What I understood from you is; Windows 7 Licenses is just for that hardware machine, not server.  Separate license required for these devices to connect to server, and that is called CAL, it can be per user or devices.  I think Per device is for my case as this is university environment user number is twice as much as computers.  Let me explain what I understood using numbers.

1- I have 400 devices, for those devices to join to the domain and login, I require 400 CAL for the primary domain controller server 2008.

2- Again for my Additional domain controller I require 400 CAL separate from Secondary DC.

3- File server require 400 CAL.

Total will be:
3 (Microsoft® Windows® Server CAL 2008 Sngl Academic) * 400 = 1200 CAL
Lee W, MVPTechnology and Business Process Advisor
Most Valuable Expert 2013
CALs are "Client Access Licenses" - an operating system license like what comes with the computer or a Server 2008 license is not a CLIENT access license, it is merely a license to install it to hardware and use whatever can be used directly on that hardware.  The CLIENT access license allows other computers to connect to the server and use it's resources.

Microsoft no longer sells per server CALs as far as I am aware.  So each client only needs ONE license for your network - that license can be assigned to the human being (user) or the device (computer/phone/tablet/etc) that is used to access ANY NUMBER of servers on your network.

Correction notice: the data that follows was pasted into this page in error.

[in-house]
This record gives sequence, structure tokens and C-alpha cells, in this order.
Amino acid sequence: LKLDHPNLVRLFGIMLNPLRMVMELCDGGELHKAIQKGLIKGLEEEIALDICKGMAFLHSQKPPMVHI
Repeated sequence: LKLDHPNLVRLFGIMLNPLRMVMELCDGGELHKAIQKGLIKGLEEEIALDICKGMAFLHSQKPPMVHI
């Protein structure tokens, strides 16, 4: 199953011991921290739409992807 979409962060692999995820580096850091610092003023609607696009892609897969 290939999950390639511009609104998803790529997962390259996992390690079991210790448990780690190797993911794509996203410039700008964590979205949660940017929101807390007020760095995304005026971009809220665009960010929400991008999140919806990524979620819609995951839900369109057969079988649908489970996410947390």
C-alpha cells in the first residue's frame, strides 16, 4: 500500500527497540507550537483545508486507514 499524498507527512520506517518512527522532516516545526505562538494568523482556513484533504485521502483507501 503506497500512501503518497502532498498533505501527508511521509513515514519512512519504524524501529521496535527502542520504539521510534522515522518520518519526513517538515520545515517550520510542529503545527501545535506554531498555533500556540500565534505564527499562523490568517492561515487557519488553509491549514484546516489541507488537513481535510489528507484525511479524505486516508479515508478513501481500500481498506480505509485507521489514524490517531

If your users are ONLY using laptops to access network resources (and not cell phones, tablets, and other PUBLIC systems like one might find at a library), then you would most likely want 400 DEVICE CALs and not 1000 USER CALs.
For further reading see this link:

Confirming Leew response, the per device approach seems like the most cost effective way to go forward. As you are an academic institution, you would be eligible to discounted pricing for your CAL purchases, be sure that you are getting 'academic licensing' prices.


Do you mean, having Additional Domain controller doesn't require CALS, because I already purchased for my primary DC? same for the file server?

As per my previous comment whether you have "2 servers or 10 server" and irrespective "whether the server is AD, DNS, File, Print, etc...". They all talk to each other in your environment so therefore you need to remember that the client is allowed to access the servers and that's what needs to be licensed via a CAL.

In layman terms again, if you have 1 AD server or 100 AD servers and 400 devices, then you need 400 device CALS.

Take a look at my previous post to the MS site for further reading, that might help visualise and explain.


Thanks for your help, appreciated.